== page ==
Where there’s smoke, there’s fire — even if no one else smells it.
A mysterious stench he couldn’t shake has led one man to discover a life-changing diagnosis.
In Dec. 2020, Neil Danziger started feeling lightheaded and experiencing “phantom” smells that reminded him of matches or fireworks — which produce an indicative scent of sulfur.
“Often if I’d been doing something I’d need to sit down, and it was followed by a strong sense of smell,” Danziger, 47, told South West News Service.
Concerned, the father of two went to the doctor thinking his strange symptoms could be related to a possible blood blockage, noting he had suffered from high blood pressure and cholesterol in the past, and that his grandfather died from a heart attack at age 60.
However, tests revealed that Danziger actually had a pea-sized glioblastoma, an aggressive type of brain tumor, measuring less than half an inch.
The UK job recruiter was optimistic as the tumor was “so small.”
“I’d heard of people having plum or apple-sized tumors and I had a pea. So, I thought ‘I have a pea, I can do this,’” he recalled.
Praying it would be the end of the ordeal, Danziger went to see a neurologist, who scheduled an operation to remove the tumor on Feb. 8, 2021.
“As far as they could tell, they had got it all. Everything went pretty well and they were happy with my recovery,” he recalled. “The next day I was feeling OK, but a bit sore on the side of my head, where they’d operated.”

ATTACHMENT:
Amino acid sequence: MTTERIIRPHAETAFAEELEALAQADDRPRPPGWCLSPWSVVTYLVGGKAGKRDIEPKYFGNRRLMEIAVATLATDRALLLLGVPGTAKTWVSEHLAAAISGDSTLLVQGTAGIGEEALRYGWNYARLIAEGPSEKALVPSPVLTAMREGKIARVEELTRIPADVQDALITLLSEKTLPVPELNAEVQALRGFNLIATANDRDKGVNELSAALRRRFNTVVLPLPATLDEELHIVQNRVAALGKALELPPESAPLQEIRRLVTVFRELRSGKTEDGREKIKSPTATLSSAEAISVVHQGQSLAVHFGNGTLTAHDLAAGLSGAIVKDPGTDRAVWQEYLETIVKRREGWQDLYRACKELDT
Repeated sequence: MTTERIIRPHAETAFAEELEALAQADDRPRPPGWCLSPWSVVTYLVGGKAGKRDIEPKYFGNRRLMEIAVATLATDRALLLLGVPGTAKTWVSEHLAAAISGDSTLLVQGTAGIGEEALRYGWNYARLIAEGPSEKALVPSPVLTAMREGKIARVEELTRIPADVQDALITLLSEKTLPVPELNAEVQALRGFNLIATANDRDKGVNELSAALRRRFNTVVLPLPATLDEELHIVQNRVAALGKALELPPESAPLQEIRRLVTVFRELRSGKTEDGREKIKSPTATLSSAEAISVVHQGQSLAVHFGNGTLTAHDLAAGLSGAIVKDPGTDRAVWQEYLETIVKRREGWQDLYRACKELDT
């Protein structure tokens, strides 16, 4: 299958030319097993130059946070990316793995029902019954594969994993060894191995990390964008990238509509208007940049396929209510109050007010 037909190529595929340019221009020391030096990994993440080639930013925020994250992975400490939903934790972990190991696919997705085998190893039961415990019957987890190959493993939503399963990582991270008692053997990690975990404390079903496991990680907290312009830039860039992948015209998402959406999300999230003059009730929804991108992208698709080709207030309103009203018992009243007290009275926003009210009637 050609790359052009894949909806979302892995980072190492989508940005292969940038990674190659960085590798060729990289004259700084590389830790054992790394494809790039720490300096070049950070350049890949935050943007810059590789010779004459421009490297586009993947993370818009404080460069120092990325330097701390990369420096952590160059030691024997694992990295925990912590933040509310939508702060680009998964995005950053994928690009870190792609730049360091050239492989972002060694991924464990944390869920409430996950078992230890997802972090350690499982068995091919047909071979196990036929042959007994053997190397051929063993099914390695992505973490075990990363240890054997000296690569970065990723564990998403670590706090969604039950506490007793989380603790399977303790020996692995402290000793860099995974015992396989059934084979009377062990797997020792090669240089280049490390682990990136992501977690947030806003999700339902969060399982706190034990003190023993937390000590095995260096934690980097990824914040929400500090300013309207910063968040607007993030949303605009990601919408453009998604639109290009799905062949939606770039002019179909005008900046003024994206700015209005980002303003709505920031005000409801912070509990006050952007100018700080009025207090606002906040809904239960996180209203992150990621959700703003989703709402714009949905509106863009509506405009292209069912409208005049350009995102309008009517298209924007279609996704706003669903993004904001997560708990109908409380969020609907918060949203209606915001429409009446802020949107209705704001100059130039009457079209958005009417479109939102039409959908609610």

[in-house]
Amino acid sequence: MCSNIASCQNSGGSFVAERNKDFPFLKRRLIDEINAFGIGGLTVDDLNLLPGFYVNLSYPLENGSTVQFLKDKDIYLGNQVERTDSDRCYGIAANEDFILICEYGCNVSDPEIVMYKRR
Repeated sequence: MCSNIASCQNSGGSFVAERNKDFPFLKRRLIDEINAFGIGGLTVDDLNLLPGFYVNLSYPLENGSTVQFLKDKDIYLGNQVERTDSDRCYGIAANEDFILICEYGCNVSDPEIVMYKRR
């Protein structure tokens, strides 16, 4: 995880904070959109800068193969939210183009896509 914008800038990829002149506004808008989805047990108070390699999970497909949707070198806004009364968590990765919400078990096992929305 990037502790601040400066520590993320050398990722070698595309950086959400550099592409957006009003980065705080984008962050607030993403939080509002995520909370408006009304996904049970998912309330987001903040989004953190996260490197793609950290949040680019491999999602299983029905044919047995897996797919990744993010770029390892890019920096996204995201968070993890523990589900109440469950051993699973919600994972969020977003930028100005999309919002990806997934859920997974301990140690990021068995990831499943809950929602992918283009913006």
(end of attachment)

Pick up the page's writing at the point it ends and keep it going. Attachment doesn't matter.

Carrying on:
After his surgery, a biopsy of his tumor was sent off to be tested, where doctors found the cells surrounding the tumor were due to a mutated gene more commonly found in tumors of the primary central nervous system, and worried that worse days were ahead for Danziger. That’s when doctors recommended a more aggressive treatment plan consisting of combined radiotherapy and chemotherapy, followed by six months of chemotherapy.
Danziger is now being monitored with regular scans. Meanwhile, he and his wife Victoria have raised $19,400 (£16,000) for brain tumor research by taking part in the Brain Tumour Research Walk of Hope fundraiser in 2022 — just days after finishing his fifth round of chemotherapy.
“The Walk of Hope was such a rewarding and enjoyable experience,” he gushed. “I was joined by lots of my friends, including several who used to drive me to my radiotherapy sessions and then walk around Regent’s Park with me after, so to walk 13 miles across London with them was fantastic.”
The enormous effort earned Danziger and Victoria an invitation to the charity’s Center of Excellence at the Queen Mary University of London, where they spoke to scientists working on the research into glioblastomas, and placed six tiles on a Wall of Hope, each representing the $3,300 a day it costs to fund the research.
This article was originally posted by The New York Post.